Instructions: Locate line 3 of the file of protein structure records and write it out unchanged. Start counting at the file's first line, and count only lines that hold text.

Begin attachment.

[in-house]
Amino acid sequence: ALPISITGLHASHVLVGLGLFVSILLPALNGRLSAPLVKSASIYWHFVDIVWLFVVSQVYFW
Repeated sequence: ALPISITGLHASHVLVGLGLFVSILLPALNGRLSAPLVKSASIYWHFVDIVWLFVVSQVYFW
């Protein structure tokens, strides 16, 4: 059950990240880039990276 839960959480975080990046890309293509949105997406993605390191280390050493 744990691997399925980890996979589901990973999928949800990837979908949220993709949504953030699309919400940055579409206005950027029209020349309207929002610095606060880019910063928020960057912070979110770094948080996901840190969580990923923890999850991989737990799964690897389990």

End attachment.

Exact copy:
Repeated sequence: ALPISITGLHASHVLVGLGLFVSILLPALNGRLSAPLVKSASIYWHFVDIVWLFVVSQVYFW